CAMDEN – El Ancla means the anchor and on Saturday, May 5, at 7 p.m., Camden’s newest restaurant venture, El Ancla, will open on Public Landing. The restaurant was the former home of Fireside Pizza. El Ancla will feature authentic wood-fired Mexican food.
Bobby Morgan, who owns the franchise for Flatbread Pizza in Rockport, is excited about offering wood-fired Mexican food in this new location. Morgan has operated Flatbread restaurants for 20 years.
"The owners and I traveled through Central and South America plenty of times,” he said. "I've always thought how cool it would be to have a wood-fired Mexican restaurant because when you're in Mexico that's how they do it. They're not using electricity when you get out to the rural spots."
Morgan said he loves Mexican food. He said there was a need for it in the Midcoast and the area could support a second Mexican restaurant.
"We want to be an anchor for the harbor and for the community," he said.
"We want to present authentic Mexican food," he said. "Our executive chef is authentic, as are his recipes, and the wood-fired oven. It's used in so many ways in the United States, but go back a century or two and that's all that was used."
Morgan said burritos to-go will be a big part of the business.
"Families and people on the go, as well as those on vacation need a quick food at times," he said. "I want to be the place where people can come and get healthy food to go."
El Ancla will also offer seating both inside and out for those staying to dine.
"We'll offer ceviches to tamales, tacos and enchiladas," he said. "There will be appetizers, as we start with a very simple menu and grow. There will be good portions and as our relationship with Adrian grows we'll be expanding the menu and offering more."
Morgan said: "We want to offer good prices. We want to be affordable, but some of the ingredients we will be using come with a price to make it authentic. Lobster tacos, as an example, may fluctuate in price with the market."
Morgan said El Ancla will be open five days a week, at first.
"Lunch and dinner, probably 11:30 a.m. to 10 p.m.,” he said. “As the season grows and more people are around we can expand the number days. I would like to say we'll be open seven days a week."
Brent Foster, El Ancla's lead chef, is originally from Newport, Maine. He started his first-fast food kitchen at 17.
"I did another fast-food kitchen when I was 18," he said. "I started catering in the Bangor area, and that's where I got most of my cooking experience."
Foster said he worked under a chef who was a friend of his father’s for four years. A wealth of knowledge was passed on to him.
"I took the job at Flatbread Pizza and that's where I met Bobby," he said. "I've loved working for him and want to continue. This opportunity presented itself very quickly and he asked me if I wanted to do it. I said absolutely."
Foster was the assistant manager at Flatbread.
"He asked me if I wanted to be the head kitchen man over here and I said yes," he said. "The Mexican cooking is a learning experience for me and that's a big part of why I took the job, especially after I met Adrian. We are building a really great team and it's something I want to be part of."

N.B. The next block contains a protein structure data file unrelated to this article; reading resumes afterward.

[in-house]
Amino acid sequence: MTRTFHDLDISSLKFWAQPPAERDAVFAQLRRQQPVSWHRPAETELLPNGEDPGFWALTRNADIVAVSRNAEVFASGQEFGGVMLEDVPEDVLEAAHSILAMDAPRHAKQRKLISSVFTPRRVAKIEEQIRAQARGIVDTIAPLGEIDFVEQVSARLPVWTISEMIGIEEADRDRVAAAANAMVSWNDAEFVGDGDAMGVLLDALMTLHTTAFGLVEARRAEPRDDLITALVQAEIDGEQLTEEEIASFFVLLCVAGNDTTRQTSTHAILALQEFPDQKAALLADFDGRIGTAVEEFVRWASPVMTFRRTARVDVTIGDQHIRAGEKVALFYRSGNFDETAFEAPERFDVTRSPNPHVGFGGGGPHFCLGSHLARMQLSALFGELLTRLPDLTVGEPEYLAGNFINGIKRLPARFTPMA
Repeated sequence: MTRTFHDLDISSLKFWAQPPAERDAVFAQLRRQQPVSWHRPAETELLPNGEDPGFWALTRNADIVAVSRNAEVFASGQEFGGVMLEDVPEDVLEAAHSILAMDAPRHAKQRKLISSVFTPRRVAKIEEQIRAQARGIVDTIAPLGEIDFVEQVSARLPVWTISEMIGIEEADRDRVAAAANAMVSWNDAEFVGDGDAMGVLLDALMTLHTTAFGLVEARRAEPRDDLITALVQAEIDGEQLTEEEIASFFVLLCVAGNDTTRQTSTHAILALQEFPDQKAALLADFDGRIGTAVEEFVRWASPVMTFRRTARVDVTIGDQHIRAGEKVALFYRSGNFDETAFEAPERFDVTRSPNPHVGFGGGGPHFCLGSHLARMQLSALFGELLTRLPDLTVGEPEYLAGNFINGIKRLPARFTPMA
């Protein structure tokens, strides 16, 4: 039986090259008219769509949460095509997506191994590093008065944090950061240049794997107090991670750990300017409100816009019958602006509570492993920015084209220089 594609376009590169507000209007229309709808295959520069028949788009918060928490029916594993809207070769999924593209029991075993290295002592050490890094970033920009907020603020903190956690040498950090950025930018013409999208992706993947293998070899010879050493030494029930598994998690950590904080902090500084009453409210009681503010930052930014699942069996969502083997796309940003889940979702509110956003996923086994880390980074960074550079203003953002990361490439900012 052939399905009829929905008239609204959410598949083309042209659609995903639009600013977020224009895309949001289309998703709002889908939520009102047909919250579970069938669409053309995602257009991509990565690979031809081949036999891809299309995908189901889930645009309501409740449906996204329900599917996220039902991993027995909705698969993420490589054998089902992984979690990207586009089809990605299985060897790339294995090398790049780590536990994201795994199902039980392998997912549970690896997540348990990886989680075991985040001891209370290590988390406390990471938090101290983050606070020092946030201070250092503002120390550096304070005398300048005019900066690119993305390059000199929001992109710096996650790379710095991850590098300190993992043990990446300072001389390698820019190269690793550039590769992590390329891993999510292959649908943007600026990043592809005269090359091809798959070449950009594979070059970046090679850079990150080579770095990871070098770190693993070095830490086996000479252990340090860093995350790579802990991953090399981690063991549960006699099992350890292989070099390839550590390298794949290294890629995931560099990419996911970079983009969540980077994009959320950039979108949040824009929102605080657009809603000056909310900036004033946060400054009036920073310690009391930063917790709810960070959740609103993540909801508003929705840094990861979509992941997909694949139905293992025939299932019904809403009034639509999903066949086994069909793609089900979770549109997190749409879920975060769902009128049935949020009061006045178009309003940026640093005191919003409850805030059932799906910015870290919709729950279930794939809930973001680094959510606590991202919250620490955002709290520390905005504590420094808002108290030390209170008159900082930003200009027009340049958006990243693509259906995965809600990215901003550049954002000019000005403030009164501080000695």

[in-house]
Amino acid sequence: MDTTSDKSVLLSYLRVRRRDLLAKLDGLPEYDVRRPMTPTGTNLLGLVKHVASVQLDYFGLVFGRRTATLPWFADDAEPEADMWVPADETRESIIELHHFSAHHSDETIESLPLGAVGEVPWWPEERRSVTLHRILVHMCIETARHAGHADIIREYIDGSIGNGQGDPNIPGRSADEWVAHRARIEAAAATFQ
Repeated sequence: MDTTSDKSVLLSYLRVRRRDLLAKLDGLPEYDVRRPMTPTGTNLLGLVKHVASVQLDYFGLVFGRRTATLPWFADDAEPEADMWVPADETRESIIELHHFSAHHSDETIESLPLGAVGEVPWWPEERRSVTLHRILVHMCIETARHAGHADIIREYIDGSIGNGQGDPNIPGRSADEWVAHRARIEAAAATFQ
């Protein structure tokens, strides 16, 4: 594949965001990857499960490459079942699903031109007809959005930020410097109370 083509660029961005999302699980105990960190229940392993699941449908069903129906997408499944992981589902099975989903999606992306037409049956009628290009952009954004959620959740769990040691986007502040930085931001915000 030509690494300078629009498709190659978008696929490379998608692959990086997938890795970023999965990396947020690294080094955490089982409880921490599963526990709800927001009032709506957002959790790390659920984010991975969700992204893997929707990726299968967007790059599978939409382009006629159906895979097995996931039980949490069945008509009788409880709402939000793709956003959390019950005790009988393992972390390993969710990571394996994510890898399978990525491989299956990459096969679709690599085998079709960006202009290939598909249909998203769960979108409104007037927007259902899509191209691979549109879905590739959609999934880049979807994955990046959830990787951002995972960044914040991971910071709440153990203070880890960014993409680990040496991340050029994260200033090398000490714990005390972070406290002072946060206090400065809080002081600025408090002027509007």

Adrian Arvizu is El Ancla's executive chef and hails from Chicago. He has been working in the food industry in Maine for two years.
"I work in Portland for Big Tree Hospitality, the Eventide Oyster Co., "he said.
Big Tree Hospitality is the Portland group behind Hugo's, Eventide Oyster Co., and The Honey Paw.
"One of the chefs in Portland knows Bobby and that's how we were introduced," said Arvizu. "He was looking for somebody to help him out with the menu. I thought it was a really cool idea to be cooking in a brick oven."
Arvizu said El Ancla was looking for real, but typical Mexican food. He said he drove to Camden, met Brent, looked at the kitchen and fell in love with the project.
Arvizu said making real Mexican food is a complicated concept because Mexico is such a huge country.
"There are French influences in Mexico and Spanish influences in Mexico,” he said.”It's hard to describe authentic because of all the influences. It comes down to the products we are going to use and the ingredients we are going to use."
Arvizu said they would use a lot of chilies in the recipes, and some of those recipes would be complex.
"Like the mole sauce," he said. "There are 17 different ingredients and it takes six or seven hours to make it right. We are going to hand-make all our tortillas, which is key for our tacos and other foods."
Arvizu grew up in Mexico and he wants to keep the recipes as they were when he was growing up.
"I want to keep those same ingredients and techniques," he said. "Nothing will come out of a can. We want it all to be fresh and local when available. Farms and fish, we want to use all that Maine has to offer."
Arvizu said the four-inch tortilla, though small by American standards, is typical of what one would find in Mexico on any corner: "Little places that have a burner and a few tables and that's what they do. They make simple, but incredible food."